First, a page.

Lebanese painter Aref El-Rayess’ daughter pays tribute to her late father in retrospective exhibition
DUBAI: For Hala El-Rayess, the moment had finally come. For years, she had tried to organize a comprehensive exhibition paying tribute to her late father, the prolific Lebanese modernist Aref El-Rayess, who died in 2005. And in late 2021, such a show was held at Beirut’s Sfeir-Semler Gallery, displaying the artist’s diverse body of work; including paintings, sculptures and collages.
“I remember walking in at the opening and standing there looking at the artworks. Tears just started running down my face. . . it was very emotional,” El-Rayess, the founder of the Aref El-Rayess Foundation, tells Arab News from her base in London. The exhibition, featuring works from five decades of her father’s artistry, has now travelled to the United Arab Emirates and is being hosted by the Sharjah Art Museum, in collaboration with Sharjah Art Foundation, until August 7.
“Seeing it in Sharjah — at an institution, not a gallery — was a very happy moment for me. ‘I’ve done it, after all these years,’” says El Rayess. “And the space is so beautiful and complements the work so well.”
She remembers a childhood perfumed by turpentine in her playful father’s atelier in Saudi Arabia in the Eighties. “I’d walk in and the smell was so strong, I think I was around five or six then. It brings back warm memories of happy childhood days. One of the things that used to drive my mum crazy was that she’d shower me, get me all dressed up, and ready to go out, then she’d find me covering myself in paint, from top to bottom. That was my dad — just letting me play,” she says.
But beneath the jokester persona lay a deeply political artist, whose work reflected troubled times in the Arab world in the second half of the 20th century.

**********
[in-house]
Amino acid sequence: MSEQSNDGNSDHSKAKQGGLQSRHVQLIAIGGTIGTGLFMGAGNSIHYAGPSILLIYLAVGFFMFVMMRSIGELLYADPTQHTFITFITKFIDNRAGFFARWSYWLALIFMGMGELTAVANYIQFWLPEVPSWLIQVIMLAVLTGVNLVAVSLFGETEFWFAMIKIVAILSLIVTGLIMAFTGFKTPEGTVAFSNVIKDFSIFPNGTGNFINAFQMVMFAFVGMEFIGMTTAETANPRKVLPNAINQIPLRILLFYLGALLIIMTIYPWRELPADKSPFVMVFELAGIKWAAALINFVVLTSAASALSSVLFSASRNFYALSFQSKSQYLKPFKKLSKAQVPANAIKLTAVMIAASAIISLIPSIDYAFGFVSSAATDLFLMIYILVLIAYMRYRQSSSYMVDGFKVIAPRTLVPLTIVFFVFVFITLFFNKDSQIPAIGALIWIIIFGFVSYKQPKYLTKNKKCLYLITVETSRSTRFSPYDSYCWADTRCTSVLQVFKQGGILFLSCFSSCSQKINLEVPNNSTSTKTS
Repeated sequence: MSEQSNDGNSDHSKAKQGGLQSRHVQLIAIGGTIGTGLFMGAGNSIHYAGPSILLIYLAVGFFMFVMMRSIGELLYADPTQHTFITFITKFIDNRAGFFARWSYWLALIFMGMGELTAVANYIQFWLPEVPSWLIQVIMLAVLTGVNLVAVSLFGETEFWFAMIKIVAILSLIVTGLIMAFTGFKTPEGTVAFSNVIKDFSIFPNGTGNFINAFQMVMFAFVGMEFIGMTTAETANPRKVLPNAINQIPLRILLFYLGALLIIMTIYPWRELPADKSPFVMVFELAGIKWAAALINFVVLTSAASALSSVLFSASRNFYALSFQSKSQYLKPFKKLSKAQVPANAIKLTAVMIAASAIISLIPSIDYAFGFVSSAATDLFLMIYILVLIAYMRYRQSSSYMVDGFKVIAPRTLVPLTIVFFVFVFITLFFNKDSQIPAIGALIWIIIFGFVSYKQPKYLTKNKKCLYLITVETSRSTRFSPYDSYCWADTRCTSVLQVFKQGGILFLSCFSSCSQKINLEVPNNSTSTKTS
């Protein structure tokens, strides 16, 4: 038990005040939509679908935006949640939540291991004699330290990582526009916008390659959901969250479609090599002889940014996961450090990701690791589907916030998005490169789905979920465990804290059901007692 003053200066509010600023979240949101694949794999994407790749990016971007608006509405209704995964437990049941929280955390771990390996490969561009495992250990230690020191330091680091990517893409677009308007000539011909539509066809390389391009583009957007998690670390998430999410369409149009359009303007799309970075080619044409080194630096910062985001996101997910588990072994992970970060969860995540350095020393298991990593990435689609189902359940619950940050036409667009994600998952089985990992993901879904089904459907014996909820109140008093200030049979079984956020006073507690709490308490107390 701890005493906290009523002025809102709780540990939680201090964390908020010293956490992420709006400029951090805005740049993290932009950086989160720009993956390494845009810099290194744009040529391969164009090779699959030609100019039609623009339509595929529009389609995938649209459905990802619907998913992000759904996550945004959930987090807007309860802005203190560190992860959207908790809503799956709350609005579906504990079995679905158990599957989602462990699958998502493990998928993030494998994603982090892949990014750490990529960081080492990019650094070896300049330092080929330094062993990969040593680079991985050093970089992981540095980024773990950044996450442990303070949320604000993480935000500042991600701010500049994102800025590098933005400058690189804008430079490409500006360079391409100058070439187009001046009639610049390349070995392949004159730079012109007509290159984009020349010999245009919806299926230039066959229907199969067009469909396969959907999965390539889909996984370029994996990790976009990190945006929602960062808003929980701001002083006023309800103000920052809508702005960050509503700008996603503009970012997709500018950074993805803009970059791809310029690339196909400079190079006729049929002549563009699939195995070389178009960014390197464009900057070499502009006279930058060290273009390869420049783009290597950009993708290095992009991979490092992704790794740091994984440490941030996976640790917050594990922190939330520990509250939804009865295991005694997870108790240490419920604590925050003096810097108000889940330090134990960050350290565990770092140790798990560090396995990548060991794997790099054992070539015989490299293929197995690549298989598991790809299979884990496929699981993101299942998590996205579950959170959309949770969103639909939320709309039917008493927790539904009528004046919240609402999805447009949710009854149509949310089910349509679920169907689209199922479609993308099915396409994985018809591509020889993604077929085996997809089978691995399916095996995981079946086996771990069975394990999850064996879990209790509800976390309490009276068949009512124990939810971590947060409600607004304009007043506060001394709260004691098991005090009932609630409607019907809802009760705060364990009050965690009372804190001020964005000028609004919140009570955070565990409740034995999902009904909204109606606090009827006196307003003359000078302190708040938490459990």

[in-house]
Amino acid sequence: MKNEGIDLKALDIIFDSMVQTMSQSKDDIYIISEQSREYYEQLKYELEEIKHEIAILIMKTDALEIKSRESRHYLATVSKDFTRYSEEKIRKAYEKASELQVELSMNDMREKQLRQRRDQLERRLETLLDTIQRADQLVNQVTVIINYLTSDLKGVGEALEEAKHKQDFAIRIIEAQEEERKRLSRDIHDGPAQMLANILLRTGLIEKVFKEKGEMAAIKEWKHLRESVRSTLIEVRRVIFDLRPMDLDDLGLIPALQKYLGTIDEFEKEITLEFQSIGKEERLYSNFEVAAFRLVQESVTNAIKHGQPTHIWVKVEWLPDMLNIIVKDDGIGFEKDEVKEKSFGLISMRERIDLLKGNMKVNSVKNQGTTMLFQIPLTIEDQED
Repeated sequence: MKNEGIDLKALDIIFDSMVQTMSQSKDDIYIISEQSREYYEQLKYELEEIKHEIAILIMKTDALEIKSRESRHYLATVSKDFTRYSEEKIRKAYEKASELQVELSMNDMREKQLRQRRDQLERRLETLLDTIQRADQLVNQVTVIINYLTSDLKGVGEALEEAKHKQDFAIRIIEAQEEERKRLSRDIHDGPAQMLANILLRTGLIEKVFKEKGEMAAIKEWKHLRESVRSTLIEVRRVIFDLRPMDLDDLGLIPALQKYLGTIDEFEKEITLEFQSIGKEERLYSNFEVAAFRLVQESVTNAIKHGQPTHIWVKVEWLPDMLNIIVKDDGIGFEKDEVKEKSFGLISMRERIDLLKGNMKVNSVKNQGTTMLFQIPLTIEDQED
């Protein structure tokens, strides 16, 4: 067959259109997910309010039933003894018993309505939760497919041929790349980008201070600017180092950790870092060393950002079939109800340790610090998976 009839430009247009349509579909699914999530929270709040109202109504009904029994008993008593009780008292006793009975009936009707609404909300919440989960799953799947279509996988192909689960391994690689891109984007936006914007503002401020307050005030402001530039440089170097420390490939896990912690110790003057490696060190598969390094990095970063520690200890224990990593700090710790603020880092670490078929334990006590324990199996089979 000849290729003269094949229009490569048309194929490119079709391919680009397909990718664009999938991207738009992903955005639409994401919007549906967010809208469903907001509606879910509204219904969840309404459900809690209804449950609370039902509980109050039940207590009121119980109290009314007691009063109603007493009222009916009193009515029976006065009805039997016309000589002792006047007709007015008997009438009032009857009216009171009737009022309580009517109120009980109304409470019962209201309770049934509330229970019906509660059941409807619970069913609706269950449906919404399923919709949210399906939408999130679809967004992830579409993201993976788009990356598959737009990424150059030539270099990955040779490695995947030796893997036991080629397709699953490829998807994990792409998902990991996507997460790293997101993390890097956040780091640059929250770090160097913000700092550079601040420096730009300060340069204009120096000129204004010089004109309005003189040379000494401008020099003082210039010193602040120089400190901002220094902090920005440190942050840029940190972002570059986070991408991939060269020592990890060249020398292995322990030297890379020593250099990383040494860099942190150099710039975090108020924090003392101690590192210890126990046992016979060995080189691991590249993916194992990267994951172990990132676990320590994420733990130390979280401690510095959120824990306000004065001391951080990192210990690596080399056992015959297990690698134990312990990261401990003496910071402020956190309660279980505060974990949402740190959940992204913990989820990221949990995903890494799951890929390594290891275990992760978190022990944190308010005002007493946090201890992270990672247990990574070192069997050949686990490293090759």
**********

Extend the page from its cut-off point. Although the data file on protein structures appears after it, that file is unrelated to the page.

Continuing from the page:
“He was extremely vocal. Like his works, he wouldn’t keep anything in and he never really cared about what people thought — not out of disrespect; he would try to get reactions out of them, purposely. Reactions were what he was always after. Some people hated him,” says El-Rayess with a laugh.
Aref’s father hoped his son would turn to the world of business, but he was drawn instead to nature and creativity. The living room of the El-Rayess family home in the city of Aley on Mount Lebanon was lined with Aref’s paintings, his daughter recalls. “I think art was just something he had within him,” she says.
As he grew older, Aref became politically active and joined Lebanese politician Kamal Jumblatt’s Progressive Socialist Party, founded in 1949. In Beirut’s artistic circle, he was a focal presence, befriending the likes of Helen Khal, Huguette Caland, and Etel Adnan.
Aref was a witness to major political events in the region from the 1950s onwards, starting with the Algerian War of Independence to turmoil in Palestine and the Lebanese Civil War. At one point during the latter, he fled to Algeria as there was talk of him being a target of an assassination plot.
“I think he was becoming a bit too active,” says El-Rayess. “They just wanted to kill him and my grandad was like: ‘Get out. I need to save my son.’”
His dystopian, darkly comic, surrealist paintings depict scenes of war, hanged resistance fighters, a politician with a distorted face, and a mother crying in shock as she holds her deceased son. “He was definitely trying to record a moment in history. It was always about what was happening in the (moment),” observes El-Rayess.
There is a lighter side to the artist’s work too, such as his beautiful portraits of African men and women, created during his travels in West Africa, where his father had a business. Later in his career, he experimented with making large, show-stopping collage panels made up of hundreds of newspaper clippings of major headlines, prominent politicians and stars of the 1990s, from Rafic Hariri to Princess Diana. As with his paintings, he was capturing a moment in time.
“People would tell him that he was wasting time and that this wasn’t ‘art.’ It was his way of taking a break from painting,” says El-Rayess.
Another departure from his war-heavy paintings came about in the 1980s, during his time in Jeddah, when he created his calming, out-of-this-world “Desert” series, painting with ethereal hues.
This marked a new chapter in his life, during which he assisted Mayor Mohammed Said Farsi’s plans to build Jeddah’s sculpture park.
“I personally think that the fact he left Lebanon to become a provider, a father, was a completely different world for him,” says El-Rayess. “Being in a place where there was desert, calmness, having his own little girl. . . I think that brought some kind of peace into his soul.”
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